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    Hey.

    Using I to stand for the integral sign:

    I s dx + I t dx = I (s+t) dx (where s and t are functions of x).

    Why is the above statement true?
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    What level are you working at? If it's A-level then just accept the answer "it just is"; if it's not, then you need to consider the definition of Riemann integrability. If L(f, D) and U(f, D) denote the lower and upper sums of f on a partition D respectively, then note that:

    L(s, D) + L(t, D) \le L(s+t, D) \le U(s+t, D) \le U(s, D) + U(t, D)
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    (Original post by nuodai)
    What level are you working at? If it's A-level then just accept the answer "it just is"; if it's not, then you need to consider the definition of Riemann integrability. If L(f, D) and U(f, D) denote the lower and upper sums of f on a partition D respectively, then note that:

    L(s, D) + L(t, D) \le L(s+t, D) \le U(s+t, D) \le U(s, D) + U(t, D)
    A Level. It has come up in a STEP question. Working the othet way then I would say that would be acceptable, i.e. I (s+t) dx = I s dx + I t dx, because that is what I do when integrating. Integrate each term seperately just like I would do for differentiation. I suppose that tells me that the two must be equal but I was looking for a better explaination. However, it looks as though the proper explaination is too complex for me! haha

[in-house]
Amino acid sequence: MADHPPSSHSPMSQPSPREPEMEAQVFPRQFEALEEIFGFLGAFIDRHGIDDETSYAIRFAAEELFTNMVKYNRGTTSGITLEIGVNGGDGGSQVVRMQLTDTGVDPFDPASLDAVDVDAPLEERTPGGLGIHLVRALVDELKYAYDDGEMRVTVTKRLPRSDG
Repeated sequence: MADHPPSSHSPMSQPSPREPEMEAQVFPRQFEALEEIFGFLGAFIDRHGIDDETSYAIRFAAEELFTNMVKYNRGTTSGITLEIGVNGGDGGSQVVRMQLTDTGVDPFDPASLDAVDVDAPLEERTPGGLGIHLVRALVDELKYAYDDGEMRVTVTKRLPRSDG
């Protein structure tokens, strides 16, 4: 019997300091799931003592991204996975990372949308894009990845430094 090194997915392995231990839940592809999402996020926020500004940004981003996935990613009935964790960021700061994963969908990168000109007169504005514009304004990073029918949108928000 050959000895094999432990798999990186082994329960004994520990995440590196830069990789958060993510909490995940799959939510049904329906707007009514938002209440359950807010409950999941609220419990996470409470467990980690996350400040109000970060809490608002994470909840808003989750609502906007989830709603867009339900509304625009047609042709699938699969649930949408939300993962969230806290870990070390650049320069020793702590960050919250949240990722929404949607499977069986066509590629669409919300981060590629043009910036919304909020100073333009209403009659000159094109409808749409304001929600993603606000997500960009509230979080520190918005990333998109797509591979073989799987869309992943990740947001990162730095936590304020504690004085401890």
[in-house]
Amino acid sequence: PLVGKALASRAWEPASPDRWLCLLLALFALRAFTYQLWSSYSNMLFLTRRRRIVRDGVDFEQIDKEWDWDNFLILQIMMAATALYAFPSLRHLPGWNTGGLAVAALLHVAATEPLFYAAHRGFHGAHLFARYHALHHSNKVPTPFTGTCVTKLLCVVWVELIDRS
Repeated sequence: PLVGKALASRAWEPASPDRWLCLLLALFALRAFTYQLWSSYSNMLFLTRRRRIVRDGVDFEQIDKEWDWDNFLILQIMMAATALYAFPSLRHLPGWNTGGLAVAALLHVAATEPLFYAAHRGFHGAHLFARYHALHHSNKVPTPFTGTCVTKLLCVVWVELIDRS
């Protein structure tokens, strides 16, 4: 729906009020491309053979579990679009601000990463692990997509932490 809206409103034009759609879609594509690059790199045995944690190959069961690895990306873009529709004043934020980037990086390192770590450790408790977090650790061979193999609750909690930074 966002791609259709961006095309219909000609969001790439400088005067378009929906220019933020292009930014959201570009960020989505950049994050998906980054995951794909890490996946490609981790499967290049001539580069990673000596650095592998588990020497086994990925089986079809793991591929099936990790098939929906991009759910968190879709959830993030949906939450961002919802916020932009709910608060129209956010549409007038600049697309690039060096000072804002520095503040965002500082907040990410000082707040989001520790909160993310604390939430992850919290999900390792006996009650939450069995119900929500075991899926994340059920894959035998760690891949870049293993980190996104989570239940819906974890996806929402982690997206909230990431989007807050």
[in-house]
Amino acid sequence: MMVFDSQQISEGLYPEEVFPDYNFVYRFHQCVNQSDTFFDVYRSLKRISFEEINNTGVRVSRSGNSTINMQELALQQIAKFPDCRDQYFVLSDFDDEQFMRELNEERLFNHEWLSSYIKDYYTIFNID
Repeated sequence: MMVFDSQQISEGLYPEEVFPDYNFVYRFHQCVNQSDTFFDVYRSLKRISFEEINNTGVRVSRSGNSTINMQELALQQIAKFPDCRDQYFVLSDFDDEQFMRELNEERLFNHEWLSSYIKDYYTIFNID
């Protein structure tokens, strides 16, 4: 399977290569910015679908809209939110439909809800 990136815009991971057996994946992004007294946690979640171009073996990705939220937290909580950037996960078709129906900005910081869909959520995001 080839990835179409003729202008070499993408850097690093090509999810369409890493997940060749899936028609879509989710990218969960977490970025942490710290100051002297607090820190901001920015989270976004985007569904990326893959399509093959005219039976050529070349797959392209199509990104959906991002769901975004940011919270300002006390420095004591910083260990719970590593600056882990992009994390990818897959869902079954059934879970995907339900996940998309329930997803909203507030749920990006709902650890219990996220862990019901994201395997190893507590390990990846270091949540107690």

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    At A-level, you should just assume that \int \lambda f(x) + \mu g(x) \,dx = \lambda \int f(x) \,dx + \mu \int g(x) \,dx (for any real numbers \lambda, \mu).

    Edit: Well, actually at *any* level, unless you're specifically asked to prove it.
 
 
 
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